Starting therapy was like finding an angry unicorn, terrifying and fuckin’ rare.
My freshman year of college brought more than just new experiences, it brought anxiety on a level I’d never dealt with before.
Suddenly I was having anxiety attacks every day, just panicking and crying for a month straight. I’d dealt with depression most of my life and for the most part I learned to deal with those demons, but my newfound anxiety pushed me back to square one.
Thanks to certain events in my life, my parents had begun reflecting on the toxic cycle that came with our extended family. After seeing how “stressed out I was over school” they decided to step in (I intentionally belittled my struggle because though they were trying, they weren’t fucking better. It was difficult even admitting that much).
Though they never explicitly said the word “therapy”, they asked if I wanted to see someone who could help.
This was my unicorn. Never in my life did I believe I’d have the chance to talk to a professional about all the shit that was brewing in my mind.
I wasn’t stupid. I knew the chance I’d been given was razor thin and made sure I followed all the silent and subtle rules, like never call it “therapy” or keep the fact that I was going a secret from my extended family (since they love to judge others and can't mind their own business).
This wasn’t the perfect or most healthy situation, but compared to how I'd been forced to cope, this opportunity was HEAVEN.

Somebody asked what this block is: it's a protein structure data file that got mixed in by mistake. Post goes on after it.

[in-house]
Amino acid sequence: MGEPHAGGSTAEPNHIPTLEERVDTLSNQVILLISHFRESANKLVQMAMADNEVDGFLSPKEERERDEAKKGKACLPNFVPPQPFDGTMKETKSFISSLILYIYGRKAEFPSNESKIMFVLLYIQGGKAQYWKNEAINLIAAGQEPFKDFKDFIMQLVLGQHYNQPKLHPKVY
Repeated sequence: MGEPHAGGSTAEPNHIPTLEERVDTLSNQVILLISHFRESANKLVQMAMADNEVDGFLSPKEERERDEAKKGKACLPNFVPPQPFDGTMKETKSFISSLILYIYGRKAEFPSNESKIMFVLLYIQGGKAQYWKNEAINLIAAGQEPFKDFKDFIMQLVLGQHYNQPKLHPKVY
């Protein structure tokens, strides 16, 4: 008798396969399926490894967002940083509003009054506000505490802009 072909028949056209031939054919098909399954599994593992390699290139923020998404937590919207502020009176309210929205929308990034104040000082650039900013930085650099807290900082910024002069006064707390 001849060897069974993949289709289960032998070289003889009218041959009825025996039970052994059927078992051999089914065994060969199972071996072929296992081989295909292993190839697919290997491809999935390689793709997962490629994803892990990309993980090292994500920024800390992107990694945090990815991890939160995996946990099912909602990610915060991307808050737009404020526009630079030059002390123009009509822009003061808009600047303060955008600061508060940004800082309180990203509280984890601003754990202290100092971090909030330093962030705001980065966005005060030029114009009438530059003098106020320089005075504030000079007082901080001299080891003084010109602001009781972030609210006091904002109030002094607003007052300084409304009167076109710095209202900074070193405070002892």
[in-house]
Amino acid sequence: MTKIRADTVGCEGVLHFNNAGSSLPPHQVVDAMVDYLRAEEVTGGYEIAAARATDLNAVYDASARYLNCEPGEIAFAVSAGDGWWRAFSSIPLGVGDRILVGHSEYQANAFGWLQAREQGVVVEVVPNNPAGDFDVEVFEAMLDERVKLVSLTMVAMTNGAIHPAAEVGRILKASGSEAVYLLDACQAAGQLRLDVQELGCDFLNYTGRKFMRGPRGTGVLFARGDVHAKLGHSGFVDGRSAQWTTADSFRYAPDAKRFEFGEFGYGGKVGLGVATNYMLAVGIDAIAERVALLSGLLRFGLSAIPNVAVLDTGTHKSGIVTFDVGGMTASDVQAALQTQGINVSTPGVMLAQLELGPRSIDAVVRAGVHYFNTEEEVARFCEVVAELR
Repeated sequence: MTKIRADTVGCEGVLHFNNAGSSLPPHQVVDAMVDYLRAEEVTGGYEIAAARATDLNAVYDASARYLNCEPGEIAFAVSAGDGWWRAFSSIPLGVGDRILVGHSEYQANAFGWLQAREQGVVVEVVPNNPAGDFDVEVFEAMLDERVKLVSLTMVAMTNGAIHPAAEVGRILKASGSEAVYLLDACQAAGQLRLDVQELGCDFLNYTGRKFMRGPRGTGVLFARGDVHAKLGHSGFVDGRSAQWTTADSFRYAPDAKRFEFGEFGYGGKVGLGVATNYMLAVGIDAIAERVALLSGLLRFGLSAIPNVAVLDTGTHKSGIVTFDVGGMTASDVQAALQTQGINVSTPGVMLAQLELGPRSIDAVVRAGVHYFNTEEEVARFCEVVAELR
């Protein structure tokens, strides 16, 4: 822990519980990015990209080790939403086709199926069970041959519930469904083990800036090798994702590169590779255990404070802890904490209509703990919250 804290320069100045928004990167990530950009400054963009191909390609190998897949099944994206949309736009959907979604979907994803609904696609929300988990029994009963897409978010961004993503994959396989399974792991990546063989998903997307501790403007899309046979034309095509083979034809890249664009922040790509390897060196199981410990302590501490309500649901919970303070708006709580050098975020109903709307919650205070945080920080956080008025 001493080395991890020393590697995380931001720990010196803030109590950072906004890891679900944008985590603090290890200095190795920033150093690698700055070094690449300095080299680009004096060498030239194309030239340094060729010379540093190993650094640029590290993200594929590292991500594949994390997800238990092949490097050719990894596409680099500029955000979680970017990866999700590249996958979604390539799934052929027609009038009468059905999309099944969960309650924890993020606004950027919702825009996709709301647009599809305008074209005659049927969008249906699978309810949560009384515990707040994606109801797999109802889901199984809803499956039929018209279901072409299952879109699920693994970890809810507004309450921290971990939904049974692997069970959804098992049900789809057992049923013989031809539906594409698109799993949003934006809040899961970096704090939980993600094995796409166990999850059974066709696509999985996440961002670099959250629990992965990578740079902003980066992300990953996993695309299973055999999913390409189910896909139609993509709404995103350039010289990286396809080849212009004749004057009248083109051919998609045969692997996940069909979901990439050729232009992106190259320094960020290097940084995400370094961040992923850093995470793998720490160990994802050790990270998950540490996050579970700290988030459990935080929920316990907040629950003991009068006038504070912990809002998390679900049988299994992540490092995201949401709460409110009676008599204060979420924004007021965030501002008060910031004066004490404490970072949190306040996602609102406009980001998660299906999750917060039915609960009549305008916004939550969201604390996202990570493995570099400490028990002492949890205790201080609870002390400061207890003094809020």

I got to experience my unicorn for a year, and for a while, it worked.
That year was a rough spot, but for once I actually had the outlet I’d been so curious about for years. It felt good to talk to someone about my fears and actually know she was trying to help me through it. It took me a hot minute to get comfortable with her, but as I did, I started understanding more and more things about myself. Beyond that though, I understood what it meant to create a safe space outside my own room.
Here’s the tea: therapy wasn’t just about all the deep dark shit, it was also about the chill mundane stuff too.
I never felt pressured to dive into a deep topic during my sessions, nor did I feel the need to talk about anything beyond friends or school. She helped me with my creative drive, let me vent about stupid shit, and gave me some really great advice here and there.
It wasn’t because she didn’t care about the traumas I’d experienced, because she did, and it showed the few times I actually did open up. I’d realized she was allowing me to set my own pace and let our sessions be whatever I needed them to be (even if it was just a place to slow down and breathe).
Therapy is a privilege—though I wish to God it wasn’t. Being able to have that space, even if you don’t use it to do a whole ass character analysis of yourself, is something everyone should be allowed to experience at least once.